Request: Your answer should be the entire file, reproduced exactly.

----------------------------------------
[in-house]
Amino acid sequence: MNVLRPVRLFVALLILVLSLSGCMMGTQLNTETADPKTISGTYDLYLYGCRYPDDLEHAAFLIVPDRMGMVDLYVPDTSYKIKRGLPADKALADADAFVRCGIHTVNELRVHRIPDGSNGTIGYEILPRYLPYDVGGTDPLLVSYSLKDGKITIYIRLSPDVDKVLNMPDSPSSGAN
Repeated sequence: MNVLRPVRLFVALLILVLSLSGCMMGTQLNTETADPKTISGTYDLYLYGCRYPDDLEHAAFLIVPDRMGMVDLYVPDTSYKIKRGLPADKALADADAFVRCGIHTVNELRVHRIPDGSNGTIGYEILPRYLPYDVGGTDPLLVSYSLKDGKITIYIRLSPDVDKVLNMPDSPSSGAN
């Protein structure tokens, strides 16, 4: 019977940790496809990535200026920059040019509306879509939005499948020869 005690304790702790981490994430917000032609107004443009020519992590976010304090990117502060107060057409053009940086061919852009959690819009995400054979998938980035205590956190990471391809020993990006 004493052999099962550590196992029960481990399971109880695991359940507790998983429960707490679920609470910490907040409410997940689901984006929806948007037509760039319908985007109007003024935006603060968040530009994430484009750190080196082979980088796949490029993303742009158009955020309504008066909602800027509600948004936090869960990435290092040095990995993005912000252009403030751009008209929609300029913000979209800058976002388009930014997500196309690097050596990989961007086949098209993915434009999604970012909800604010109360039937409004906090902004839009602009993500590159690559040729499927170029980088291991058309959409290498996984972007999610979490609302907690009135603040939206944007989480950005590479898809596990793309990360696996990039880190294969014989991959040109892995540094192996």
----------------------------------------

[in-house]
Amino acid sequence: MNVLRPVRLFVALLILVLSLSGCMMGTQLNTETADPKTISGTYDLYLYGCRYPDDLEHAAFLIVPDRMGMVDLYVPDTSYKIKRGLPADKALADADAFVRCGIHTVNELRVHRIPDGSNGTIGYEILPRYLPYDVGGTDPLLVSYSLKDGKITIYIRLSPDVDKVLNMPDSPSSGAN
Repeated sequence: MNVLRPVRLFVALLILVLSLSGCMMGTQLNTETADPKTISGTYDLYLYGCRYPDDLEHAAFLIVPDRMGMVDLYVPDTSYKIKRGLPADKALADADAFVRCGIHTVNELRVHRIPDGSNGTIGYEILPRYLPYDVGGTDPLLVSYSLKDGKITIYIRLSPDVDKVLNMPDSPSSGAN
């Protein structure tokens, strides 16, 4: 019977940790496809990535200026920059040019509306879509939005499948020869 005690304790702790981490994430917000032609107004443009020519992590976010304090990117502060107060057409053009940086061919852009959690819009995400054979998938980035205590956190990471391809020993990006 004493052999099962550590196992029960481990399971109880695991359940507790998983429960707490679920609470910490907040409410997940689901984006929806948007037509760039319908985007109007003024935006603060968040530009994430484009750190080196082979980088796949490029993303742009158009955020309504008066909602800027509600948004936090869960990435290092040095990995993005912000252009403030751009008209929609300029913000979209800058976002388009930014997500196309690097050596990989961007086949098209993915434009999604970012909800604010109360039937409004906090902004839009602009993500590159690559040729499927170029980088291991058309959409290498996984972007999610979490609302907690009135603040939206944007989480950005590479898809596990793309990360696996990039880190294969014989991959040109892995540094192996």